22 Oct Pitt Scientists Repurpose Cancer Drugs to Treat Pulmonary Hypertension
MedicalResearch.com Interview with:
Stephen Chan, M.D., Ph.D.
Professor of Medicine
Director of the Vascular Medicine Institute
at Pitt and UPMC
MedicalResearch.com: What is the background for this study?
Response: Pulmonary hypertension (PH) is a type of high blood pressure that occurs in the vessels that transport blood from the heart to the lungs. As the disease progresses and the heart must strain harder against these high pressures, it can lead to heart failure, multi-organ dysfunction and death. PH affects people of all ages but hits young women more often than men.
Pulmonary hypertension is an example of a rare disease where there is an unmet need for new treatments, given its devastating consequences. Repurposing drugs that are already in use for other purposes can dramatically cut down the time and cost of developing treatments for rare diseases like PH. But a pipeline to predict and test for drugs in this way for PH and other rare diseases has not been described.
MedicalResearch.com: What are the main findings?
Response: There is increasing appreciation that both cancer and pulmonary hypertension rely on similar molecular pathways to progress. So, by combining computational predictions made from existing datasets in cancer with experimental approaches to validate those predictions, we developed a pipeline to rapidly identify which cancer drugs are effective for Pulmonary hypertension. We validated those predictions for two highly ranked compounds, I-BET762 and BRD2889, and ultimately showed that these drugs can reverse PH in animal models of this disease.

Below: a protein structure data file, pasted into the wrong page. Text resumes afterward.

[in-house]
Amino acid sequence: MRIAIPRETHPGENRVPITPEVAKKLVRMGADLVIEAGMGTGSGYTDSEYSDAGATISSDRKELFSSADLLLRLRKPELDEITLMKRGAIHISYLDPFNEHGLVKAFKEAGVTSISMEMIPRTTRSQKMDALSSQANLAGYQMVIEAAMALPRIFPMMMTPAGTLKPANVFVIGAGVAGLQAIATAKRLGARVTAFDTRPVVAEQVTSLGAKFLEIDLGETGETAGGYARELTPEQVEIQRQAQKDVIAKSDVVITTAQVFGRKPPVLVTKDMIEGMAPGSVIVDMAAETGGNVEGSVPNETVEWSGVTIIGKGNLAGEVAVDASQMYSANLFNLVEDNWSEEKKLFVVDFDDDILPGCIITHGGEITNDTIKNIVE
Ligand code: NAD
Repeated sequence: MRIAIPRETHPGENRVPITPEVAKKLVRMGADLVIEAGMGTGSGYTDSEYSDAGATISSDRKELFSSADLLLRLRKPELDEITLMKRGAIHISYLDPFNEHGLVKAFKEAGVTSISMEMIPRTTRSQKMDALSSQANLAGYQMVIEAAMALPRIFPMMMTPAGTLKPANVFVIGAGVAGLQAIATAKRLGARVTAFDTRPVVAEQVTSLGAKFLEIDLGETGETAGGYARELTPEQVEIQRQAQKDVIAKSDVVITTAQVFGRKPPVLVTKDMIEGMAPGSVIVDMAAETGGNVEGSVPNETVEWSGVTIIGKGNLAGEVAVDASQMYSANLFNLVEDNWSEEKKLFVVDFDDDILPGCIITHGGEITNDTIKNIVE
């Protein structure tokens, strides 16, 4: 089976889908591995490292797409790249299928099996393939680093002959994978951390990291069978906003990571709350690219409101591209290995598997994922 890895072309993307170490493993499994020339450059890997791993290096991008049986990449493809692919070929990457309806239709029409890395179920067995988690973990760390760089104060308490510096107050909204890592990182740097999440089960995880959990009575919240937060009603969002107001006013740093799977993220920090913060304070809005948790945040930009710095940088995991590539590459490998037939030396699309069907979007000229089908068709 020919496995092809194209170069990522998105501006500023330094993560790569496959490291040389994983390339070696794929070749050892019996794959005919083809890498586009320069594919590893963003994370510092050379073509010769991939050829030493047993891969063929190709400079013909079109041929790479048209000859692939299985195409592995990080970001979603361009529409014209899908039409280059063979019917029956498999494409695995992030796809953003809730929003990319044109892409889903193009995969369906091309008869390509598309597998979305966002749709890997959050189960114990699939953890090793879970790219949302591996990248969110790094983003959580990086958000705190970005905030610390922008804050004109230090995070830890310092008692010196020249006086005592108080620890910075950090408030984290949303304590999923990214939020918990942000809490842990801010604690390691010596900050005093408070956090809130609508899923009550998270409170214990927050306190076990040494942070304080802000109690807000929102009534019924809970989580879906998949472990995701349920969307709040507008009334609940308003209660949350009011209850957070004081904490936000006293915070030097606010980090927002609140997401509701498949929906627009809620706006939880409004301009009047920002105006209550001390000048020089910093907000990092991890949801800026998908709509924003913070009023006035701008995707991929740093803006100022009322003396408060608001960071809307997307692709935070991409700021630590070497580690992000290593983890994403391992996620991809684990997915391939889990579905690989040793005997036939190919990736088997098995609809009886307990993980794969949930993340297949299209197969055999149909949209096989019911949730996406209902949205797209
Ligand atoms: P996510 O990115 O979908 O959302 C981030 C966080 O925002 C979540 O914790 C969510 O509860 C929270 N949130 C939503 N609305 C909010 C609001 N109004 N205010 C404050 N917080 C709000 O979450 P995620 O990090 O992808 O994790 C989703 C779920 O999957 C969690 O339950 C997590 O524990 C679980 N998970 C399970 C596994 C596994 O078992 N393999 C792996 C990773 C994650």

MedicalResearch.com: What should readers take away from your report?
Response: First, we successfully identified cancer drugs that can be repurposed for effective treatment of Pulmonary hypertension; we now plan to move these compounds into clinical trials.
Second, with this algorithm in hand, we may be able to repurpose existing cancer drugs for the treatment of an entire cadre of rare and emerging diseases, far beyond PH.
MedicalResearch.com: What recommendations do you have for future research as a result of this work?
Response: These findings were made possible by a deep collaboration between a computer scientist (Seungchan Kim, PhD, Prairie View A&M University) and a physician-scientist who treats patients with PH (Stephen Y. Chan, MD, PhD, UPMC). In the future, such merging of expertise across computational, experimental, and clinical disciplines will be crucial to developing even more advanced pipelines relevant to clinical practice.
This research was supported by National Institutes of Health (R01 HL124021, HL 122596, HL 138437, UH2/UH3 TR002073, R01 HL148712, NCI U01CA217848 and NCI U01 CA168397), American Heart Association (18EIA33900027, 15SDG24910003 and 18IPA34170257), American Lung Association (RG-515656), University of Pittsburgh Center for Precision and Translational Pharmacology, University of Pittsburgh CTSI Biomedical Modeling Pilot Award, Gilead RSP in PAH grant, Texas A&M System Chancellor’s Research Initiative for the Center for Computational Systems and Biology at the Prairie View A&M University. Dr. Chan hold patent and patent applications in technologies to treat pulmonary hypertension.
The information on MedicalResearch.com is provided for educational purposes only, and is in no way intended to diagnose, cure, or treat any medical or other condition. Always seek the advice of your physician or other qualified health and ask your doctor any questions you may have regarding a medical condition. In addition to all other limitations and disclaimers in this agreement, service provider and its third party providers disclaim any liability or loss in connection with the content provided on this website.